Q: Throughout your career you’ve worked with both art agents and literary agents. What would you say are the advantages of each? As well as the challenges of each?

A: I have worked with both types of agents and there are pros and cons to each scenario. I won’t speak for everyone here because every agent is different, but can speak to my experience and those of my illustrator pals. Generally, an art agent can find you work in many different markets and categories under the umbrella of illustration. With these agents, you may be able to get jobs illustrating for books, magazines, advertising campaigns, merchandise and whatever else you can imagine. These agents usually take higher fees (25-35%) in exchange for advertising to and keeping up with multiple markets. There are also art agents specific to the children’s market. These agents can find you all types of work under the category of children’s art, which may include children’s products, books and magazines. These agents may also find you educational work. This is artwork for textbooks, reading books, and classroom posters. Educational projects really helped me out when I was beginning my career, allowing me paint and draw for a living in the years before my first trade book deal was signed.

Luminous, lovely and intriguing!

A literary agent will typically charge a lower fee (about 15%) but generally limits his scope to securing book deals alone. While there exist literary agents who will work with illustrators-only, most are interested in helping to develop and debut author-illustrators. Literary agents are often people with excellent editing and writing skills who can be a wonderful help to illustrators beginning to write. Literary agents run the gamut from being relatively hands-off to very editorial with their clients, guiding every step in the process to publication. Their limited scope allows them to focus on one market, which often means they are tuned into the nuances of their territory and adept at helping find an author-illustrator’s niche. Alas, they won’t be calling you for cool wine label illustration jobs or other art opportunities unrelated to publishing.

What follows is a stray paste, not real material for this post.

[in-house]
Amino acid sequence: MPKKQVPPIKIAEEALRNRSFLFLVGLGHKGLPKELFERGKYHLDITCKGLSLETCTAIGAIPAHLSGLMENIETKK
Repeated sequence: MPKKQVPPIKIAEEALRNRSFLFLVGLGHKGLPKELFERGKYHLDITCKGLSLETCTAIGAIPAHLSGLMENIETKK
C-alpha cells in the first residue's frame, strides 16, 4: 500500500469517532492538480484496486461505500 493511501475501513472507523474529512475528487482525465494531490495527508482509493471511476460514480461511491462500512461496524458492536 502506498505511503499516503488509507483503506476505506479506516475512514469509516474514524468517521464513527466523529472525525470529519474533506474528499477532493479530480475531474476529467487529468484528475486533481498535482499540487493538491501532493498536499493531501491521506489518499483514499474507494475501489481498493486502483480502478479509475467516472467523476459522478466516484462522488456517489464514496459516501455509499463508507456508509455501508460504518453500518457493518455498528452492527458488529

Which type of agent you should choose really depends on your work and where you fit, whether or not you want to focus on your own stories, and most importantly - where you find your match. I can’t over-emphasize the importance of finding an agent who understands and is excited about YOUR goals. You can have the world’s best agent, but if you are not on the same page about the desired results, you will never achieve them! You must first be honest with yourself about these goals, because your agent cannot help you if she don’t know what you want. Ultimately you must feel like your agent believes in your work and knows how to sell it. If you can find that match, their designation (whether an art agent or literary agent) is not most important. There are many art agents who are also excellent editors, and literary agents who have brokered jobs outside of their wheelhouse. This is another scenario where trusting your gut is sound advice!

Q: Describe your most perfect Sunday.

A: My most perfect Sunday varies in its activity, but not in its company. I love spending the limited time I have outside of work (and driving to and from kid-activities) with my family. We are at that point in life where our son is more than halfway to college. This realization has led to some deliberate and dramatic scheming to spend more time together. We are entertaining buying a camper and hitting National and State Parks with our limited free weekends. This may turn out to be an absurd idea, but I think it would be even more absurd not to follow through!

Thank you so much, Jaime, for chatting it up with us here at Bird Meets Worm! We love your awesome art, and we can't wait for the release of The Truth About Dragons! Congrats!